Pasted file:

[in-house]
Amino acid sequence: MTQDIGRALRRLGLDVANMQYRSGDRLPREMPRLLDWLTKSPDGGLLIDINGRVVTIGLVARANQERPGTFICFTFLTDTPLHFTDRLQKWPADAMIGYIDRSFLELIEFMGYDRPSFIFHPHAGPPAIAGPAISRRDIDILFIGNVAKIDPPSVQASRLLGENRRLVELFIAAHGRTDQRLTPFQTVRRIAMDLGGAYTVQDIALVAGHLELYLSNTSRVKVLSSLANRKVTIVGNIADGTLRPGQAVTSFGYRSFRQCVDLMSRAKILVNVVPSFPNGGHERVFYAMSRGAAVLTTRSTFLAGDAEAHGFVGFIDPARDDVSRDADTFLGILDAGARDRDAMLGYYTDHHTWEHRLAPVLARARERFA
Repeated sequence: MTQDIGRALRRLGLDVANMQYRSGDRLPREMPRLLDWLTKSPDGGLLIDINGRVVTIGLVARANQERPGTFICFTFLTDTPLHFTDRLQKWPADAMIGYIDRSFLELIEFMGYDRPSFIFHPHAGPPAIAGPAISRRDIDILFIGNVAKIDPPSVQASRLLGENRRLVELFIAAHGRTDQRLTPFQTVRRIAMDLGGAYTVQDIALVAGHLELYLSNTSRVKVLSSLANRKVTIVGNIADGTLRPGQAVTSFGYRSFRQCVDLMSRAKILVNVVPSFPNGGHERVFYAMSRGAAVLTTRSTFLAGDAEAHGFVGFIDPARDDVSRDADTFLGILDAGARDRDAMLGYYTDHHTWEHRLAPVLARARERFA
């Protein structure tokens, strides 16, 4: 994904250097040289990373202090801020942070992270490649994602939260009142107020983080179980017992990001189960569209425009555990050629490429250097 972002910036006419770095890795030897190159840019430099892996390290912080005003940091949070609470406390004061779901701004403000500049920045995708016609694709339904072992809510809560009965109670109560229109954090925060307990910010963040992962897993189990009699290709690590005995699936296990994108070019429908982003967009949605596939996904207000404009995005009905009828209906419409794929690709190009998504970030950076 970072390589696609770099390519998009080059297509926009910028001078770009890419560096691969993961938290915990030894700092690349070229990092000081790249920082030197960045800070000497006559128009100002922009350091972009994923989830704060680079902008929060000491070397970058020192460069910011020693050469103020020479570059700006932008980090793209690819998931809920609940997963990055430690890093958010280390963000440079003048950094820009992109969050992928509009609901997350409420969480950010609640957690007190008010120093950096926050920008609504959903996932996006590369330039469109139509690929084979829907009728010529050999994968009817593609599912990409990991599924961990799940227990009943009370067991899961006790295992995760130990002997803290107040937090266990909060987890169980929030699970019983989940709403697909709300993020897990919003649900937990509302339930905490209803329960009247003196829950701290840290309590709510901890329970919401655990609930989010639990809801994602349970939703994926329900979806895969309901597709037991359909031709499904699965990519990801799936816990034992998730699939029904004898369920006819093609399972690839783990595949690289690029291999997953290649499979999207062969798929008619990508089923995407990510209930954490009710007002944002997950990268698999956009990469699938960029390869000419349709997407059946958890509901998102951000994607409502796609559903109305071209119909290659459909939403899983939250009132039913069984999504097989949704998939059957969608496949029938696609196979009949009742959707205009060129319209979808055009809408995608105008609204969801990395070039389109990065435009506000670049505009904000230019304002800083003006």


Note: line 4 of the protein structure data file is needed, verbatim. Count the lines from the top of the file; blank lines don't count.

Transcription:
């Protein structure tokens, strides 16, 4: 994904250097040289990373202090801020942070992270490649994602939260009142107020983080179980017992990001189960569209425009555990050629490429250097 972002910036006419770095890795030897190159840019430099892996390290912080005003940091949070609470406390004061779901701004403000500049920045995708016609694709339904072992809510809560009965109670109560229109954090925060307990910010963040992962897993189990009699290709690590005995699936296990994108070019429908982003967009949605596939996904207000404009995005009905009828209906419409794929690709190009998504970030950076 970072390589696609770099390519998009080059297509926009910028001078770009890419560096691969993961938290915990030894700092690349070229990092000081790249920082030197960045800070000497006559128009100002922009350091972009994923989830704060680079902008929060000491070397970058020192460069910011020693050469103020020479570059700006932008980090793209690819998931809920609940997963990055430690890093958010280390963000440079003048950094820009992109969050992928509009609901997350409420969480950010609640957690007190008010120093950096926050920008609504959903996932996006590369330039469109139509690929084979829907009728010529050999994968009817593609599912990409990991599924961990799940227990009943009370067991899961006790295992995760130990002997803290107040937090266990909060987890169980929030699970019983989940709403697909709300993020897990919003649900937990509302339930905490209803329960009247003196829950701290840290309590709510901890329970919401655990609930989010639990809801994602349970939703994926329900979806895969309901597709037991359909031709499904699965990519990801799936816990034992998730699939029904004898369920006819093609399972690839783990595949690289690029291999997953290649499979999207062969798929008619990508089923995407990510209930954490009710007002944002997950990268698999956009990469699938960029390869000419349709997407059946958890509901998102951000994607409502796609559903109305071209119909290659459909939403899983939250009132039913069984999504097989949704998939059957969608496949029938696609196979009949009742959707205009060129319209979808055009809408995608105008609204969801990395070039389109990065435009506000670049505009904000230019304002800083003006």